But yellowed eyes can also appear "for no reason at all," especially if a person's eyes are blood shot and before the blood clears, the whites turn a kind of "dirty yellow," according to Chuck.
Surprisingly, lesions on the retina can be a sign of Gardner syndrome, a rare genetic disorder characterized by multiple growths or polyps in the colon, extra teeth and bony tumors of the skull.
"When you have specific types of retinal lesions with scarring that are there for more no reason, especially in a younger person, you should ask for a family history of a colon problem," he said.
The eye is quite literally a "real window" to the rest of the body, according to Dr. Noel Bairey Merz, director of the Women's Heart Center at Cedars Sinai Heart Institute in Los Angeles.
"The vitreous fluid is clear and we can look through the opening in the iris and see the blood vessels quite easily," she said. "They taught us in medical school to look with the opthalmoscope as part of the general exam. Sadly, it's not done by most practitioners and they have lost the skill set."
"We have moved away from common things done in a physical exam to higher-tech things that trump the physical exam," she said.
But just this week, Scottish scientists at University of Edinburgh reported that a simple eye test -- taking a high-definition image of the retina -- could help save the lives of thousands of heart attack patients each year by revealing problems with blood vessels that are indicative of cardiac disease.
Bairey Merz has been part of a similar study in the United States -- the NIH-funded Women's Ischemia Syndrome Evaluation -- hoping that by looking at the microvasulature in the eyes, risk can be identified without invasive procedures.
"We look at arteries and veins in the back of the eye as a predictor of heart disease in women and to a lesser extent men," she said. "The idea is that all of these arteries swim in the same swimming pool and are exposed to the same cholesterol level, sugar level, blood pressure, nutrients or lack thereof, exercise and smoking."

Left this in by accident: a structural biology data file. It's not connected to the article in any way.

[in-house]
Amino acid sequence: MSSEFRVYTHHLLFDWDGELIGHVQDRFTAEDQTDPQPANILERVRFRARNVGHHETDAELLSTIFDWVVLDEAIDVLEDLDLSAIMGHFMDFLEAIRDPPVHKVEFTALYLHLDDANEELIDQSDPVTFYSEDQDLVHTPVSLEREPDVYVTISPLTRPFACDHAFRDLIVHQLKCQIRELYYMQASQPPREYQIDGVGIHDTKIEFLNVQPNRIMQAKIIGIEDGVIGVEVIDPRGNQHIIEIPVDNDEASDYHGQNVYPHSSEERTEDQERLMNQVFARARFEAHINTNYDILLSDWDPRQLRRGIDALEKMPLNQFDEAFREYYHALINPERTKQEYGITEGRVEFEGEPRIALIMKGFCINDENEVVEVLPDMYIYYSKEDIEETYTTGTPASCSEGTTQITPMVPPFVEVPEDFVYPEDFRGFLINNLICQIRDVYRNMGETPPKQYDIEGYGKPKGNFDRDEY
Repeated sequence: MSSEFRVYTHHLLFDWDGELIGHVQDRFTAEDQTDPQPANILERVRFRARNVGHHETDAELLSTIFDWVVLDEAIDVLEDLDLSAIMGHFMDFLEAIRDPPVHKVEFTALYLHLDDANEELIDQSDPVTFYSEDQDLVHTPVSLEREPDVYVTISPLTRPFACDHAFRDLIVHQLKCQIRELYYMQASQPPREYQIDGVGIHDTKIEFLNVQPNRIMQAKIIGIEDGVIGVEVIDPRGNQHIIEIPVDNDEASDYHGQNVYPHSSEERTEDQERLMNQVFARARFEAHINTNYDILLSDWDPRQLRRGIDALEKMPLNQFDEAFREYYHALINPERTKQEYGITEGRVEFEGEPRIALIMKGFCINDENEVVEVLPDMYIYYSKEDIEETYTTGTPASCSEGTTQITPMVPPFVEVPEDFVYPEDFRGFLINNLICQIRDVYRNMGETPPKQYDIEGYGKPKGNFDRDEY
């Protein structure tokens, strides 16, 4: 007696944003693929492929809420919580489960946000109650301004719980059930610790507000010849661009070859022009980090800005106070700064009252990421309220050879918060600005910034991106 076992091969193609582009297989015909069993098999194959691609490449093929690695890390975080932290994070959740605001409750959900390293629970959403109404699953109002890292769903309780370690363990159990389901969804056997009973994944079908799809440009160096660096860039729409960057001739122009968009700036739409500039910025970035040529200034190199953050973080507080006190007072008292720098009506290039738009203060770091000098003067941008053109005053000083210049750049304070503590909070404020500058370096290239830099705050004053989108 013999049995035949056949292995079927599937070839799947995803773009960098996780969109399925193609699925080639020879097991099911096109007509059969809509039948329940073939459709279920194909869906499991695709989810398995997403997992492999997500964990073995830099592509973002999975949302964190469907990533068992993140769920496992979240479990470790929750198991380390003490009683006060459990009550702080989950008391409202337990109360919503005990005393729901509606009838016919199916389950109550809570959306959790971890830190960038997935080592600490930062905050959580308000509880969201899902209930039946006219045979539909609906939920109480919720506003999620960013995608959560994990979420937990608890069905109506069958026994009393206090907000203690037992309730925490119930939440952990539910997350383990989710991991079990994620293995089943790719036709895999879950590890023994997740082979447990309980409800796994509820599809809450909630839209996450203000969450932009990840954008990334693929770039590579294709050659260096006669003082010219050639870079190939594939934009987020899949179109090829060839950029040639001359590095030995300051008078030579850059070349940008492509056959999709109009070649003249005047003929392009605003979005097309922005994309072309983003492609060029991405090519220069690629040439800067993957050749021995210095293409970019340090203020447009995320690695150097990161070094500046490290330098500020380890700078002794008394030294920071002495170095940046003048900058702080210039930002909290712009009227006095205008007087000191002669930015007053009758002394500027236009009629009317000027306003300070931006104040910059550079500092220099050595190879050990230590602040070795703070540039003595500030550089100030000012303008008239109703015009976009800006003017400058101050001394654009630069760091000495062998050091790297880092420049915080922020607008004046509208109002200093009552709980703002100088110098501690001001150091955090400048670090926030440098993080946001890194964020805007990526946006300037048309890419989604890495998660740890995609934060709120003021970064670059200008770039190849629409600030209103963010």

Shirley Kaswinkel, 78, has been part of that study at University of Florida for nine years. "My problem is I have a microartery in my heart that doesn't give me the oxygen I need if I am stressed or tired."
Kaswinkel had seven painful and expensive heart catheterizations before doctors could find a problem, telling her that symptoms were "in my head," she said.
Kaswinkel hopes the study will eventually help other women avoid invasive procedures.
Diagnosing illness through the eye, is nothing new, according to Dr. Marco Zarbin, chief of ophthalmology at the University of Medicine, Dentistry, New Jersey.
"It happens all the time," he said, from rare conditions to diseases like multiple sclerosis, leukemia, brain tumors.
"If you look at your brain, two-thirds of it is dedicated to some aspect of vision," said Zarbin. "It's a big deal."
Eye doctors emphasize that regular exams are important.
Children get their first eye screenings in public school, but after that, opthalmologists advise teens get checked once every one or two years, depending on their health.
After 45, when adults start to lose reading vision, yearly visits are recommended.